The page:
Thanks @pez I'm not hooked at all on parinfer, I just had assumed that to ease the entry to lisp I should use it, but really pleased to see calva offers this. Was just reading your vision on calva (very well written btw) and indeed, the built in handling of parens is definitely inline with the vision of keeping the barrier to entry low. I've listened to you on defn podcast, and as a newcomer, I think this is a great feature that is probably worth highlighting a bit more. As a n00b, we don't know of the paredit/parinfer editor enhancements, because we don't know about the parens/formatting of Clojure. One of those, "you don't know what you don't know" scenarios

Cam10:12:10

But now that I have played in the repl, I'm hooked. Here is a feature idea, food for thought: imagine being able to place markers in the gutter at the beginning of one or more forms (like the idea of breakpoints) Then, when the editor saves a file, each form is automatically evaluated (top to bottom) in the repl, or inline (based on user preferences) this would allow Devs to, for example, create a data structure, a function, and a function call. So they would mark all three forms..... Modify to their hearts content.... Save, and bingo, evaluation shows the result(s)

Joni12:12:58

You could just have a function call with your data structure at the end of the ns so it would automatically run on evaluation?

bringe15:12:15

Hey Cam. I'm not sure if you're aware of the Eval on Save setting. You can check this in Calva's settings and your file will be evaluated on save. If you want to pick and choose which things evaluate "at once". You can add them in a comment form in your file and either evaluate each one individually or add them all inside a do form and evaluate the top-level do which will evaluate all forms inside it.

Cam10:12:55

I've been considering an open source contribution, so as long I can write such a thing for calva in cljs, then I'd love to have a go 😁

pez11:12:58

Someone floated an interesting idea the other day, that your suggestion sort of touches. Iirc, it was about Calva keeping track of, and showing, the evaluation status of the top level forms. That way you would see when forms you rely on need to be re-evaluated. Not sure if that was suggested just here or if someone filed an issue about it, but anyway, I think it would take us a long way towards control of the evaluation process.

didibus07:01:28

If I understand you correctly, Cider does that. The gutter shows a green line next to forms that havn't changed since last evaluated.

pez07:01:51

Ah, cool. That sounds very much like how I think about it.

Cam11:12:58

Right! Yes, that makes sense too. For me, it's about keeping shortcut key and cursor movements to a minimum. On a scale of 1-10, how hard would that be to implement do you think @pez?

pez11:12:08

Which one? πŸ˜€

Cam11:12:08

I imagine markers that are always evaluated as a result of some event would be easier. Then there is no need to keep track of existing forms

Cam11:12:49

I think go for the easiest, and see how people like it

pez11:12:02

I think it would be pretty hard to get the ux right for those markers. And they would need to be structural anyway.

Cam11:12:39

In the simplest first cut, perhaps just a marker against a form. Fully fledged, yeah harder for sure

pez11:12:30

So probably more work with the markers. And less general. So I'm leaning towards the idea of keeping track of the eval status on every form in the he file. It can later be amended with that we can mark specific forms.

Cam11:12:29

How would "modified" forms be visualised do you think?

pez11:12:27

We should have a zoom session about it (the implementation), I think. There are quite a few things I haven't documented properly yet.

pez11:12:24

I think it should be visualized a bit like the eval markers today. But maybe just in the gutters.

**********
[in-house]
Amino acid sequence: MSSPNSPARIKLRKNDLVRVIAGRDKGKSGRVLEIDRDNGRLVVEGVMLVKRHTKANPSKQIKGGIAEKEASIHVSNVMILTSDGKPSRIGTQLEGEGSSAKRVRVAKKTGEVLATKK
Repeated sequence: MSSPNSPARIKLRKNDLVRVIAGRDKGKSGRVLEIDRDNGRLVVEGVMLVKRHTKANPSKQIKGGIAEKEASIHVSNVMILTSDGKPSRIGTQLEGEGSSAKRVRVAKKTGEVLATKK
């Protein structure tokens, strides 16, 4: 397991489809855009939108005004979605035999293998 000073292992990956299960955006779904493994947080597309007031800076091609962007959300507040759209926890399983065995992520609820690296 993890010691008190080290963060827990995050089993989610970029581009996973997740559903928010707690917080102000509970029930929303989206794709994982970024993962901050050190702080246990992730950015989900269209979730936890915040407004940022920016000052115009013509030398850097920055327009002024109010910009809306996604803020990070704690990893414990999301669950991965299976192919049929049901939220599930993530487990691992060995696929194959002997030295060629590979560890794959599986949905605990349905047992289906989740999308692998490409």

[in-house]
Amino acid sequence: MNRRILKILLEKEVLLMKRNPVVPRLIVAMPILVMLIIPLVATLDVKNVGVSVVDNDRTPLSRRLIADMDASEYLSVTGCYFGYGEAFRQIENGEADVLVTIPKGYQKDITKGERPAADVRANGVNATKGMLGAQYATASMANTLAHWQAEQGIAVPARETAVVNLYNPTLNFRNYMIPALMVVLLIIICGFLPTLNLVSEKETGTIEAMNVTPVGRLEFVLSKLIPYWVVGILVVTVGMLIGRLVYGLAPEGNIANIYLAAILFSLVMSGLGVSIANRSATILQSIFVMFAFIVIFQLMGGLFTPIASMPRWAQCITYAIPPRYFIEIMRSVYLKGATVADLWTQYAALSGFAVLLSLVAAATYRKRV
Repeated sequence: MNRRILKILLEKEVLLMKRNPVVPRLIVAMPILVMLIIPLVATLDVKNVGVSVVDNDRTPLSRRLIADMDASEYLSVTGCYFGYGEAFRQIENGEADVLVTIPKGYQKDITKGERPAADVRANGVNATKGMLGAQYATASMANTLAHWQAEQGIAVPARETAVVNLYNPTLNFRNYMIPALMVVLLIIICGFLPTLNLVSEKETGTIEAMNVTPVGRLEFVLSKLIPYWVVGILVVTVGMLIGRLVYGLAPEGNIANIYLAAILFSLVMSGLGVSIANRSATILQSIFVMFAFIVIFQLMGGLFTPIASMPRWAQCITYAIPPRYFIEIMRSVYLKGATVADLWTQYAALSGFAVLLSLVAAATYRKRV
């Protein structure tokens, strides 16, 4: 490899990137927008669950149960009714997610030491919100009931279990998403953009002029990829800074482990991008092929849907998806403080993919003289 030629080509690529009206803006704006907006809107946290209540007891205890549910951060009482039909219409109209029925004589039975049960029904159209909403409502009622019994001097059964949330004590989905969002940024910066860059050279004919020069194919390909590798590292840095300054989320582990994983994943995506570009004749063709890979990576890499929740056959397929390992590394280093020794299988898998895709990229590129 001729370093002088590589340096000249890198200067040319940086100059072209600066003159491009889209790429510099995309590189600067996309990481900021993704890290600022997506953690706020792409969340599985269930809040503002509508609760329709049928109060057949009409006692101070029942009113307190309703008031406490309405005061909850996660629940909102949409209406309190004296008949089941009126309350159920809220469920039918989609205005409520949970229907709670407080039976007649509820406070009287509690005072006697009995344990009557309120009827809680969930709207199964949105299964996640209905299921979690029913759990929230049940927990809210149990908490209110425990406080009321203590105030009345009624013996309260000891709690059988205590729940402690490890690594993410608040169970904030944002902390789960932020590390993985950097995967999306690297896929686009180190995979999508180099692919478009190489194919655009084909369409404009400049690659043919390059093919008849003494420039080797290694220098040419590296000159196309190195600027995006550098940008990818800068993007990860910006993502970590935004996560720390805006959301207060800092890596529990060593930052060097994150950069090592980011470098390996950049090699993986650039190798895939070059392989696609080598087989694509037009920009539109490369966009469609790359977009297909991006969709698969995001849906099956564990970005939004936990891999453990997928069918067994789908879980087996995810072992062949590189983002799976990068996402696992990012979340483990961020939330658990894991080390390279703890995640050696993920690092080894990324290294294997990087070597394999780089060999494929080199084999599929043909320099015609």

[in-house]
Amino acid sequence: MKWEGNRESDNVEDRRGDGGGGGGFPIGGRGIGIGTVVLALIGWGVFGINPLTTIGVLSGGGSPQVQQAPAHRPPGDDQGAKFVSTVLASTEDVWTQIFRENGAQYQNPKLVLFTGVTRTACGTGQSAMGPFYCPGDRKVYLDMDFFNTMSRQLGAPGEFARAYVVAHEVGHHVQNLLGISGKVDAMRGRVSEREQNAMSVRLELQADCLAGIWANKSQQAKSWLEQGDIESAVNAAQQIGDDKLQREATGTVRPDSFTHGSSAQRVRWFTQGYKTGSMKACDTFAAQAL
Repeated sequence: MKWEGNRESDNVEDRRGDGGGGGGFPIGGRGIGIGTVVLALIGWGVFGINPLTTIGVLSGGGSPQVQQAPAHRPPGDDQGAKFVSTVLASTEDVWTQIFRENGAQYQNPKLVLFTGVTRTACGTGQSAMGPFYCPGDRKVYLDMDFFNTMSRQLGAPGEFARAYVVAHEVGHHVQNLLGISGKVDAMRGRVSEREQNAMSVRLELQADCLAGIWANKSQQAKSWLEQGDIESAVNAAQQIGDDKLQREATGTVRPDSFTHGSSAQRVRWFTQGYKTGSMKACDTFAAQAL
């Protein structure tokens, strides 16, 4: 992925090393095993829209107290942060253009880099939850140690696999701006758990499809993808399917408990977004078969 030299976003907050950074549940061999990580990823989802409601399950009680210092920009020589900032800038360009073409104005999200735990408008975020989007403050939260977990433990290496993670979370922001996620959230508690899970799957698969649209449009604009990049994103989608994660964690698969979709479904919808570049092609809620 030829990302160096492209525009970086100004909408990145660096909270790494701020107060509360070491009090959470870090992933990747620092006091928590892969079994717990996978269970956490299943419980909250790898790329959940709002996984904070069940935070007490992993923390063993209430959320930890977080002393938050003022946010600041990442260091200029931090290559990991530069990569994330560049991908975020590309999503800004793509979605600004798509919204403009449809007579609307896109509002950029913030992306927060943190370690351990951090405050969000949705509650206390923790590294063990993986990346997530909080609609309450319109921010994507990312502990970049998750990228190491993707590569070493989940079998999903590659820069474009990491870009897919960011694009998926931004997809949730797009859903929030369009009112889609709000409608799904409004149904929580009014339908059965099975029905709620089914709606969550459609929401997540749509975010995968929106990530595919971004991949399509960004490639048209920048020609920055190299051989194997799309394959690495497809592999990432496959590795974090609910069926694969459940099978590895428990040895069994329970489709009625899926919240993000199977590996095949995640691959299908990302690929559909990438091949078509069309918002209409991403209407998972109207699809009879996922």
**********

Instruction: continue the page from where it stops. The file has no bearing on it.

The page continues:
pez11:12:26

I think there are fresh APIs for this for the mini map, so a glance at that should tell you what's the status.

Cam11:12:12

Hmmmm, or even, when the user evals a form, we identify that a form/var the form depends upon requires eval, and just eval it on their behalf?

pez11:12:21

I'm a bit on the defense with such help. But something that tells you that you are using an old definition, maybe?

pez11:12:56

There are also code lense buttons we can use.

Cam11:12:14

Yeah, I agree..... Or we are enforcing a potential side effect. Good point

pez11:12:43

I'll go afk a while now. I'll be happy to pick it up again when we are both online.

Cam11:12:37

No problem. I might collect the info we have discussed. Create an issue in GH?

pez12:12:59

Yeah, issue would be nice.

pez12:12:44

I can do a short zoom now, if you can, @cam.asoftware

alidlorenzo20:12:52

is there a way to explore my project dependency libraries using vscode/calva

smashedtoatoms22:12:18

Not sure about code/calva. I use clj -Stree

pez20:12:57

Not sure what that means? You should be able to navigate to code that you use.

alidlorenzo20:12:06

like in javascript for example, my node_modules are in my project directory, so can easily reference them whereas in clojure they are in my HOME directory (they all seem to be installed globally?) but was using cursive briefly and saw they load them for me and allow me to see them

pez22:12:49

I’m very interested in what Cursive does here, so if you get the time, please describe it. Here’s what I do in Calva.

smashedtoatoms22:12:30

I get the feeling @UPH6EL9DH isn't talking about code navigation, but wants to know how to actually look at what dependencies are in play. I use clj -Stree if that is what he means.

smashedtoatoms22:12:27

Actually, now that I read this, I think I am totally wrong.

alidlorenzo23:12:37

specific scenario is error pops up in repl about a library i'm using, so since it doesn't look like I can click/open specified code line in repl logs, i was looking for ways to navigate to library myself @pez i'm not too familiar with cursive unfortunately so can't comment; i was just using it to compare experiences. but i wasn't aware you could click on require statements like that, so gif is helpful thanks

pez00:01:26

If you evaluate in the REPL window, and get errors, you can click open the stack trace and the file locations will be links taking you to the those locations in the files.